ericrrichards22

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About ericrrichards22

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    ericrrichards
  1. Wolfenstein 3D Game Engine Black Book

    All three are at the top of my to-do pile. Every couple years I pull out the ray tracer I wrote for a college class and port it to whatever new language I'm learning. I think F# is next
  2. C# - "Object reference not set to an instance of an object"

    Why is GUI.buttonContainer static? You're going to always be drawing all of your buttons on all of your GUIs, so at best if you've got two of these top-level GUI objects, you're going to draw every button to whatever window it's supposed to be in twice. Unless there is more we're not seeing, I don't really see the point of Button subclassing GUI, either...
  3. It's really spreading everywhere lately. It seems like half the non-AAA games on Steam these days are in Early-Access... It's not necessarily a bad thing; as long as you realize that you're buying what the game is RIGHT NOW, and the potential of what it might be later is just icing on the cake. For instance, and this is many moons ago now, I bought into Mount & Blade back in maybe 2005 or 2006, way before it finally was finished - but even in that very raw and somewhat buggy state, it was a really fun medieval combat simulator.
  4. Will we ever see an adoption of something other than C and C++?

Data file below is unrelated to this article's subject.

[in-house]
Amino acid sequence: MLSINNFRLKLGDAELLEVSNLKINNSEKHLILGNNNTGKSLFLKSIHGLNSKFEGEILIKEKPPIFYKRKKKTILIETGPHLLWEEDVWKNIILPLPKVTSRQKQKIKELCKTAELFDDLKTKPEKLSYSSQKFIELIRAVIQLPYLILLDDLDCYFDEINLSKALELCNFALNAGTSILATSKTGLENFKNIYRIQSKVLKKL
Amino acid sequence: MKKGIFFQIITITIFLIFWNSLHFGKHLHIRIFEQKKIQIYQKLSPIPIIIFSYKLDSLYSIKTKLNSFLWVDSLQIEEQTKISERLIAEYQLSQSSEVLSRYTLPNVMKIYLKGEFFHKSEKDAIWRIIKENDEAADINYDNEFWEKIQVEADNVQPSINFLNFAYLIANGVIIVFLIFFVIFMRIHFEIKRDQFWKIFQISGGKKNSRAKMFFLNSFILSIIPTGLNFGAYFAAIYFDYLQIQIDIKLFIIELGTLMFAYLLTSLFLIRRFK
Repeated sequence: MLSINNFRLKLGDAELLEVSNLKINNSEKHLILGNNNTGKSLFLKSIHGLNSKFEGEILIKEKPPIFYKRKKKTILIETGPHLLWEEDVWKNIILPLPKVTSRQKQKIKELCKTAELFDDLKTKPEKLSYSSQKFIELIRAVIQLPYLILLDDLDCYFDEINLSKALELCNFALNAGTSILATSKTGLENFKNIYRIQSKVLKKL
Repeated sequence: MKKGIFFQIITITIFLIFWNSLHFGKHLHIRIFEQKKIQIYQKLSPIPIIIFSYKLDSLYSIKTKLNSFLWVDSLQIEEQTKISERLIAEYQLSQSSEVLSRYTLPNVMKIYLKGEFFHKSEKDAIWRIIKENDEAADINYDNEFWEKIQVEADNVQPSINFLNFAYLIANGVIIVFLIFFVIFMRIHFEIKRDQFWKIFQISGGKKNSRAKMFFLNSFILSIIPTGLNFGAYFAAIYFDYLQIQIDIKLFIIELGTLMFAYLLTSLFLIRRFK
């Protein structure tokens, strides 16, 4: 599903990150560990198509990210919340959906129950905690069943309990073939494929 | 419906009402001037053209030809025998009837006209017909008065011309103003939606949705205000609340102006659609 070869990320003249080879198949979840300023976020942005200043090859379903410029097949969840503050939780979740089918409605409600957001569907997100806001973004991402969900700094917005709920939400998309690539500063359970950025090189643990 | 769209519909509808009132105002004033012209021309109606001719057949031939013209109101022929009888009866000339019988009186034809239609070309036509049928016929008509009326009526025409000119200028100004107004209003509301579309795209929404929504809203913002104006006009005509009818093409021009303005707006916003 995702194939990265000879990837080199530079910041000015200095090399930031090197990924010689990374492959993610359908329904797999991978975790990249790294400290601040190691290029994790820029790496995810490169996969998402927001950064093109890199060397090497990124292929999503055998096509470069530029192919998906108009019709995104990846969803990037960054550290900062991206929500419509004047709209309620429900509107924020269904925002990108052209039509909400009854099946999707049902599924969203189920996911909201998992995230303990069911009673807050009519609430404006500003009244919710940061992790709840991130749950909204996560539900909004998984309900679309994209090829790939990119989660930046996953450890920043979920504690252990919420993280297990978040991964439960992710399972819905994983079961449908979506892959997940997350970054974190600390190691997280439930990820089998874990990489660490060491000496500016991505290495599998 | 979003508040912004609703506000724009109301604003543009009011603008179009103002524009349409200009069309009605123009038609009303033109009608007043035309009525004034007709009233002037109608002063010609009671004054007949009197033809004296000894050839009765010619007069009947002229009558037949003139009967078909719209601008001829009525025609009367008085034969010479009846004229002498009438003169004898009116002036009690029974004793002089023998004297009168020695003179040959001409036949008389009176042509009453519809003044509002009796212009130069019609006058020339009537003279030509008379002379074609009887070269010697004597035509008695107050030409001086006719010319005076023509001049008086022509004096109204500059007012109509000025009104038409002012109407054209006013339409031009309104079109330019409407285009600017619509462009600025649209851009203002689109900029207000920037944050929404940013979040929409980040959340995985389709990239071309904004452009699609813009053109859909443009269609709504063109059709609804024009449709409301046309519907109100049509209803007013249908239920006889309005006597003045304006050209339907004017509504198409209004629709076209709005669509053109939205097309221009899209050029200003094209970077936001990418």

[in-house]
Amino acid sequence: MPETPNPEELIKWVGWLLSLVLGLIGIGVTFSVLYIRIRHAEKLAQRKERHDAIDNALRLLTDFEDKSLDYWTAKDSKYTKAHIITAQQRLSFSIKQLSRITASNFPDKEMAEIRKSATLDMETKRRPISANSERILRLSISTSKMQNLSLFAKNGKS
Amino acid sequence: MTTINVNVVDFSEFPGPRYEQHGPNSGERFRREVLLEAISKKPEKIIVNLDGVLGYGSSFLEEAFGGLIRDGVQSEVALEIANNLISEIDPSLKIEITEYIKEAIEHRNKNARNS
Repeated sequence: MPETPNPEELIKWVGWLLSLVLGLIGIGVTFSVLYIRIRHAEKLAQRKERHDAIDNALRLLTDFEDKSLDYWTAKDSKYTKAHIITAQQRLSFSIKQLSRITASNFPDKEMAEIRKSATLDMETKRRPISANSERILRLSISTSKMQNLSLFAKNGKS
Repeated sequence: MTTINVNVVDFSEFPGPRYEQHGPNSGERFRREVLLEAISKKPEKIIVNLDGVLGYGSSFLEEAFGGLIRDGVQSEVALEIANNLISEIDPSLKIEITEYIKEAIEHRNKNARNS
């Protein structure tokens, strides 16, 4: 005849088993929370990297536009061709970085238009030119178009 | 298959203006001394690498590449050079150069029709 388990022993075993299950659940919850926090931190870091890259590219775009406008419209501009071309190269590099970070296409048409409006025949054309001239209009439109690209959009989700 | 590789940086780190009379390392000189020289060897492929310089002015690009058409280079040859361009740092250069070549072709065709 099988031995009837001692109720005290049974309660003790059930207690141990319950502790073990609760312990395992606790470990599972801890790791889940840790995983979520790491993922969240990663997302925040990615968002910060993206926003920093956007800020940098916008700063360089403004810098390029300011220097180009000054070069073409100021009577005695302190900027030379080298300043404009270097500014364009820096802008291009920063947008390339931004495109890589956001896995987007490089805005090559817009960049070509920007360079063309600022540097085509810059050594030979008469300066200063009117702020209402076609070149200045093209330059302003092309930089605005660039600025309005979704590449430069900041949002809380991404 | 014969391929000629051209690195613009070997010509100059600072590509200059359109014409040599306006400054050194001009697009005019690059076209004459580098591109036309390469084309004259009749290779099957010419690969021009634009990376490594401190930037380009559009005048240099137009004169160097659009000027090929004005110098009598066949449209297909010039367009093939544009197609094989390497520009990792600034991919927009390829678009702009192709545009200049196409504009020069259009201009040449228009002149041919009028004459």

Beyond compiled vs interpreted, this is really veering into the territory of dynamic vs static typing, and also the strength and expressiveness of the type system. Javacript and Python aren't a PITA for large systems because they are interpreted - although things like exec and self-modifying code and monkey-patching don't help - it's mostly because they've got dynamic type systems that are pretty weak. Static typing isn't necessarily a silver bullet; C is statically typed, but weakly, and you can do all sorts of evil stuff casting and poking at memory. Haskell might be getting too far into the chains-and-whips masochist end of the spectrum, but it increasingly seems like evidence is piling up in favor of more strongly, statically typed languages. At least for anything that has to be supported and maintained and isn't quick-and-dirty throwaway code.
  5. 3D I like to learn about BSP rendering

    If you haven't already, you might want to look into Chocolate Doom (https://github.com/chocolate-doom/chocolate-doom). It's a pretty clean and straightforward port of the original Id source. I think it uses SDL, the last time I looked into it. Likewise, for another good deep dive into how the Doom engine worked, and how it used BSPs, Fabian Sanglard's website is fantastic (http://fabiensanglard.net/doomIphone/doomClassicRenderer.php)
  6. Will we ever see an adoption of something other than C and C++?

    I chuckle a little bit whenever I see that the next big thing in the front-end world is something that existed 10, 15, 20, 30 years ago... We keep reinventing Java applets, Flash, UI paradigms that are old enough to order a beer, and even makefiles. But in Javascript!
  7. Will we ever see an adoption of something other than C and C++?